> I also take from it is a huge number of clock_gettime() and  
> gettimeofday() calls.

And there you have probably the cause of the slowdown. The clock  
subsystem in FreeBSD is working at a higher prcession than what you  
get in FreeBSD. If possible, try to trim down the number of calls, or  
use a less precise (and faster) clocksource, e.g. one of the _FAST  
ones (see http://www.freebsd.org/cgi/man.cgi?clock_gettime).

Bye,
Alexander.

--
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His job is to enforce the law and fight crime.
                -- P.B.A. President E. J. Kiernan

http://www.Leidinger.net    Alexander @ Leidinger.net: PGP ID = B0063FE7
http://www.FreeBSD.org       netchild @ FreeBSD.org  : PGP ID = 72077137

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Re: Tor on FreeBSD Performance issues

Julian Wissmann
In reply to this post by Julian Wissmann

Hi
>
> On 11 Feb 2012, at 00:06, Steven Murdoch wrote:
>
>> On 10 Feb 2012, at 22:22, Robert N. M. Watson wrote:
>>> I wonder if we're looking at some sort of different in socket buffer tuning between Linux and FreeBSD that is leading to better link utilisation under this workload. Both FreeBSD and Linux auto-tune socket buffer sizes, but I'm not sure if their policies for enabling/etc auto-tuning differ. Do we know if Tor fixes socket buffer sizes in such a way that it might lead to FreeBSD disabling auto-tuning?
>>
>> If ConstrainedSockets is set to 1 (it defaults to 0), then Tor will "setsockopt(sock, SOL_SOCKET, SO_SNDBUF"  and "setsockopt(sock, SOL_SOCKET, SO_RCVBUF" to ConstrainedSockSize (defaults 8192). Otherwise I don't see any fiddling with buffer size. So I'd first confirm that ConstrainedSockets is set to zero, and perhaps try experimenting with it on for different values of ConstrainedSockSize.
> In FreeBSD, I believe the current policy is that any TCP socket that doesn't have a socket option specifically set will be auto-tuning. So it's likely that, as long as ConstrainedSockSize isn't set, auto-tuning is enabled.

This is set to zero in Tor.
>
>>> I'm a bit surprised by the out-of-order packet count -- is that typical of a Tor workload, and can we compare similar statistics on other nodes there? This could also be a symptom of TCP reassembly queue issues. Lawrence: did we get the fixes in place there to do with the bounded reassembly queue length, and/or are there any workarounds for that issue? Is it easy to tell if we're hitting it in practice?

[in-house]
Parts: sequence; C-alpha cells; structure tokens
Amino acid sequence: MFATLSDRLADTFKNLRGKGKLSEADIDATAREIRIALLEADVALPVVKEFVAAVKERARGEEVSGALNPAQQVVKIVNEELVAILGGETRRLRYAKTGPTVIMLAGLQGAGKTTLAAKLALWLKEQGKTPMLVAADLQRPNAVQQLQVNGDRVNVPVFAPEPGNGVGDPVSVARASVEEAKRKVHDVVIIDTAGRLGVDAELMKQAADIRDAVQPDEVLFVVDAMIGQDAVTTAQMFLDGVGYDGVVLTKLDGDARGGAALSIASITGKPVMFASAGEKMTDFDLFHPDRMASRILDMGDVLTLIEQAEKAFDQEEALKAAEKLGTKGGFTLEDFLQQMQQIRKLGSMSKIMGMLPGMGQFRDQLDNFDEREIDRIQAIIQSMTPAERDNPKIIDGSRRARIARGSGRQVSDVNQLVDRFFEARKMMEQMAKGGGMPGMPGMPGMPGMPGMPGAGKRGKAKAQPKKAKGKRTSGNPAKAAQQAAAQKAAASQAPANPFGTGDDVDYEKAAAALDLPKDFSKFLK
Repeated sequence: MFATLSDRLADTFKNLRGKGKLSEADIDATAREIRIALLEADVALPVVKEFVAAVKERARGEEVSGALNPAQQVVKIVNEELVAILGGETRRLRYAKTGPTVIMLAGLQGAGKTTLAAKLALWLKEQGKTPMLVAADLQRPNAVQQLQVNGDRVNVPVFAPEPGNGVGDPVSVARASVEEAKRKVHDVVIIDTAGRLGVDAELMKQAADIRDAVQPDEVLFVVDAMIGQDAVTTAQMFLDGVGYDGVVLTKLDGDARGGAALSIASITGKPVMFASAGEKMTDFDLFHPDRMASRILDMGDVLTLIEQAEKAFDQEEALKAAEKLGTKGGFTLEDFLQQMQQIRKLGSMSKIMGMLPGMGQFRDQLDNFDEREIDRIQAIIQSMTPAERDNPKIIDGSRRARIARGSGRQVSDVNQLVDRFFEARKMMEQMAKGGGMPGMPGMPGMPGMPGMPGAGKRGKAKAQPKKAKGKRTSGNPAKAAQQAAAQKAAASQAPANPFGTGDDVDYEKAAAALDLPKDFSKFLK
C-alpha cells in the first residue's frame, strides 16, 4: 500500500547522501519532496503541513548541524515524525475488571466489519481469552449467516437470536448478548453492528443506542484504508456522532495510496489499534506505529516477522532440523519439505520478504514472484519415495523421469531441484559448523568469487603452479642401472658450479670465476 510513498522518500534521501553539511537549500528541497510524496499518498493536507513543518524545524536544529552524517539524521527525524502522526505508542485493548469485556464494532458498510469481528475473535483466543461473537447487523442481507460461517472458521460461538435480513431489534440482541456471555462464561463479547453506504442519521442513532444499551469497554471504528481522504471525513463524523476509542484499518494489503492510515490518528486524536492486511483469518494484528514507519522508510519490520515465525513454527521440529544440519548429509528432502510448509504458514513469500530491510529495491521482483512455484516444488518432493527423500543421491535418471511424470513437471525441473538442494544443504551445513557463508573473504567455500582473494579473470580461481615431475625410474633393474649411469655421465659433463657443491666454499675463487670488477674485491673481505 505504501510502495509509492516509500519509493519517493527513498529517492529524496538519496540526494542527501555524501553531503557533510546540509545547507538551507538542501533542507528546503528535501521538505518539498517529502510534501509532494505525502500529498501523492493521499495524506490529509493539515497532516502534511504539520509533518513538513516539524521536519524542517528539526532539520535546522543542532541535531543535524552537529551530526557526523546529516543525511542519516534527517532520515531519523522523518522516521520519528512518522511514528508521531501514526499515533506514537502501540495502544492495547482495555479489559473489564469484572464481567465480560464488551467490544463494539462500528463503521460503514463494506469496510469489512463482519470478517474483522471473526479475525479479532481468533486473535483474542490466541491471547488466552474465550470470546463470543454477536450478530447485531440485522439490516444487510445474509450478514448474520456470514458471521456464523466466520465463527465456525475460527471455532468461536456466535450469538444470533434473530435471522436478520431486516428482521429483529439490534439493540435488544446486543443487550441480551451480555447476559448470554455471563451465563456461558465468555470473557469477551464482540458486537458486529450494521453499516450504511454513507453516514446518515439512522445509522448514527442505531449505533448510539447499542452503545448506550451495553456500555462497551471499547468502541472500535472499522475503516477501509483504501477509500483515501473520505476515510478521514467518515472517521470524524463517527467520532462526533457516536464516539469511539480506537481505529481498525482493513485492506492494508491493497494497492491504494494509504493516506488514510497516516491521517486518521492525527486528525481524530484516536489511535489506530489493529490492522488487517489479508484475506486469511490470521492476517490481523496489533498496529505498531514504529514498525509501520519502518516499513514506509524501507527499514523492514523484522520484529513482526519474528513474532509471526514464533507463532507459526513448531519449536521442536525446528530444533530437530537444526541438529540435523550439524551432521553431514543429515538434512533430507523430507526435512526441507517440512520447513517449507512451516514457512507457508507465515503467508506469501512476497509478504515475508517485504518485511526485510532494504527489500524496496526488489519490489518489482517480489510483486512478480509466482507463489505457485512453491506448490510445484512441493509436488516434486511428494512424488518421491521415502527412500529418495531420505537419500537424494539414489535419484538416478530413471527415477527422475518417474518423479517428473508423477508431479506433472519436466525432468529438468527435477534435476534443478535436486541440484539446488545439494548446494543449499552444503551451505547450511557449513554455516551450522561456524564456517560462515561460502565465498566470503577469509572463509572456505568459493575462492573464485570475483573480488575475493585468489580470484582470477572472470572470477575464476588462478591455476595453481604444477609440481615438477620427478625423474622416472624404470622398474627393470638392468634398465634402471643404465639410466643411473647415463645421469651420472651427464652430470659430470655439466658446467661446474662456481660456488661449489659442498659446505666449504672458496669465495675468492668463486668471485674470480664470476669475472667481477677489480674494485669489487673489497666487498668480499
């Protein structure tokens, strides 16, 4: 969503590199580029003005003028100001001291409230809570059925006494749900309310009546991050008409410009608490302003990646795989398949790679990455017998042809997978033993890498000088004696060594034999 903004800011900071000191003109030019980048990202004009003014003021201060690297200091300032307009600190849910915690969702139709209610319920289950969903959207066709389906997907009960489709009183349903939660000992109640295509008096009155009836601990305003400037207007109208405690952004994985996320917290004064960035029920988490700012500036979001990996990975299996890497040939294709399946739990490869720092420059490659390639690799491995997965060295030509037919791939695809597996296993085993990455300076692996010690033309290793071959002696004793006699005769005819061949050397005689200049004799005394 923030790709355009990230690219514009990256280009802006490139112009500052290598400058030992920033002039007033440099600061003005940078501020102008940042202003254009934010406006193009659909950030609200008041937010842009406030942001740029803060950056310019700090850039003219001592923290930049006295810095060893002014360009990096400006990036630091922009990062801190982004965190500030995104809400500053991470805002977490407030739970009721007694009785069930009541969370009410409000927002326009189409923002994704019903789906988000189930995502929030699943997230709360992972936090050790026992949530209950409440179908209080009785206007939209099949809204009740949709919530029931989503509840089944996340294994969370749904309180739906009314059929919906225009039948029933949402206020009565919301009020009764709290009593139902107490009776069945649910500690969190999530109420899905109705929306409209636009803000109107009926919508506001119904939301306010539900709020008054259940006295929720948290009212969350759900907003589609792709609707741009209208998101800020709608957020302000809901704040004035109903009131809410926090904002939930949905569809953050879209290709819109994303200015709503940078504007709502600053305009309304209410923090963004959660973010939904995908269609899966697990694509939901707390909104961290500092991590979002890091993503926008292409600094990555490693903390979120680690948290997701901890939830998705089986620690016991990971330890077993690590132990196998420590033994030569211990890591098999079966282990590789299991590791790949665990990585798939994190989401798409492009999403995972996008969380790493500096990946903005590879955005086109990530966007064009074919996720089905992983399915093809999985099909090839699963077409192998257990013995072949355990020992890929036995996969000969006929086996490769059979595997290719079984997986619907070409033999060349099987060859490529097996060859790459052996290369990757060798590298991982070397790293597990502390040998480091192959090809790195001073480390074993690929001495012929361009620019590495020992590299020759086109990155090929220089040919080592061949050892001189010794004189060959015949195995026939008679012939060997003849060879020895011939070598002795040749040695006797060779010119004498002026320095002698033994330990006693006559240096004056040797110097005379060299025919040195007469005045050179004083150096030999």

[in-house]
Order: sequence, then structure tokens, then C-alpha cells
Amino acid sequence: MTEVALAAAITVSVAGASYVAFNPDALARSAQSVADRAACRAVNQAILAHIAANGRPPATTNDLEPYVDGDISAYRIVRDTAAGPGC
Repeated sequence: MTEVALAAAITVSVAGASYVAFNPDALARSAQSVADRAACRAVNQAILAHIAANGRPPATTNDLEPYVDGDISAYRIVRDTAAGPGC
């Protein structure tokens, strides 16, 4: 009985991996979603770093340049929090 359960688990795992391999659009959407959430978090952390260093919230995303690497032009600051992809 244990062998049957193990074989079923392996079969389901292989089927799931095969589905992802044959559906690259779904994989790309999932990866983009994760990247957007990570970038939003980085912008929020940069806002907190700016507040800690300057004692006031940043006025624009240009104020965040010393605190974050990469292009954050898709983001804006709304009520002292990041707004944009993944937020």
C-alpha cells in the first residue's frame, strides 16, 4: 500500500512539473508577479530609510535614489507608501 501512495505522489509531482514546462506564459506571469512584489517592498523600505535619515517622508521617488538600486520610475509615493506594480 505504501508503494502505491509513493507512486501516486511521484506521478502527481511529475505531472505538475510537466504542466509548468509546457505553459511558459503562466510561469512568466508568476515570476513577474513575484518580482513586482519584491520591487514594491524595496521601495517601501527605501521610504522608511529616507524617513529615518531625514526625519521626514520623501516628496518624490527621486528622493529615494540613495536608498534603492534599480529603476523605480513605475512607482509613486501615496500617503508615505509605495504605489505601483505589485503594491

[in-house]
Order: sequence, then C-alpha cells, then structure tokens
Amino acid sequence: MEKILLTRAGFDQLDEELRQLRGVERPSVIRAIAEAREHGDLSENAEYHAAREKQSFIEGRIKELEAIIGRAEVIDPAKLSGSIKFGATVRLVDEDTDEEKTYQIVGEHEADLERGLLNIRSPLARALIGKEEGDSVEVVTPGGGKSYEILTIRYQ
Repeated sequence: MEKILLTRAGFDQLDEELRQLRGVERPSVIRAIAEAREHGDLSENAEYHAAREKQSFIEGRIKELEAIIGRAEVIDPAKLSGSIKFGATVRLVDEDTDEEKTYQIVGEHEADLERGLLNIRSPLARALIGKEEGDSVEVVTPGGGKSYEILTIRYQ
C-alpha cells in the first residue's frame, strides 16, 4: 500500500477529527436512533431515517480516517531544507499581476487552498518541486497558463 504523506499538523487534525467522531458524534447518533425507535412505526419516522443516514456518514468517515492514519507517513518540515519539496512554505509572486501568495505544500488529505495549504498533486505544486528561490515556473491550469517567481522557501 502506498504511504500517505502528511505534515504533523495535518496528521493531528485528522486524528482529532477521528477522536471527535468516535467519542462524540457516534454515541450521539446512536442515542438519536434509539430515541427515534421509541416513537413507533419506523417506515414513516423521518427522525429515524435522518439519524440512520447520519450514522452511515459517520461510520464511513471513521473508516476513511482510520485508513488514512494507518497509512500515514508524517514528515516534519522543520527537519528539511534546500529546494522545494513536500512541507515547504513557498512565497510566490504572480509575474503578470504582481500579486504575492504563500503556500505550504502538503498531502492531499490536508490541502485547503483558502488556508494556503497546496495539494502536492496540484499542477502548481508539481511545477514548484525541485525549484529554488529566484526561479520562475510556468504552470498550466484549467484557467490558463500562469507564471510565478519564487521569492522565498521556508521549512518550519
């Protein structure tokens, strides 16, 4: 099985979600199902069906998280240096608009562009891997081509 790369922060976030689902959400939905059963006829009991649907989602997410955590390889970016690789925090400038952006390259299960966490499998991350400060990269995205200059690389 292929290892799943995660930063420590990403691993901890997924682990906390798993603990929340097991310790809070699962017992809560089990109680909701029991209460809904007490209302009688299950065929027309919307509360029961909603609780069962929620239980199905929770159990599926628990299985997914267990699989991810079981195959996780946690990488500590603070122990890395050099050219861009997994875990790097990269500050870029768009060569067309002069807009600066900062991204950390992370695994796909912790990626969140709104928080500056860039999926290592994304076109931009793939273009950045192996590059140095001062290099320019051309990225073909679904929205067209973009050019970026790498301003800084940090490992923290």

>>
>> I can't think of any inherent reason for excessive out-of-order packets, as the host TCP stack is used by all Tor nodes currently. It could be some network connections from users are bad (we have plenty of dial-up users).
>
> I guess what I'm wondering about is relative percentages. Out-of-order packets can also arise as a result of network stack bugs, and might explain a lower aggregate bandwidth. The netstat -Q options I saw in the forwarded e-mail suggest that the scenarios that could lead to this aren't present, but since it stands out, it would be worth trying to explain just to convince ourselves it's not a stack bug.
As we have two boxes with identical configuration in the same datacenter here I can give some Linux Output, too:
# netstat -s
Ip:
    1099780169 total packets received
    0 forwarded
    0 incoming packets discarded
    2062308427 incoming packets delivered
    2800933295 requests sent out
    694 outgoing packets dropped
    798042 fragments dropped after timeout
    143378847 reassemblies required
    45697700 packets reassembled ok
    18522117 packet reassembles failed
    1070 fragments received ok
    761 fragments failed
    28174 fragments created
Icmp:
    92792968 ICMP messages received
    18458681 input ICMP message failed.
    ICMP input histogram:
        destination unreachable: 73204262
        timeout in transit: 6996342
        source quenches: 813143
        redirects: 9100882
        echo requests: 1646656
        echo replies: 5
    2005869 ICMP messages sent
    0 ICMP messages failed
    ICMP output histogram:
        destination unreachable: 359208
        echo request: 5
        echo replies: 1646656
IcmpMsg:
        InType0: 5
        InType3: 73204262
        InType4: 813143
        InType5: 9100882
        InType8: 1646656
        InType11: 6996342
        OutType0: 1646656
        OutType3: 359208
        OutType8: 5
Tcp:
    4134119965 active connections openings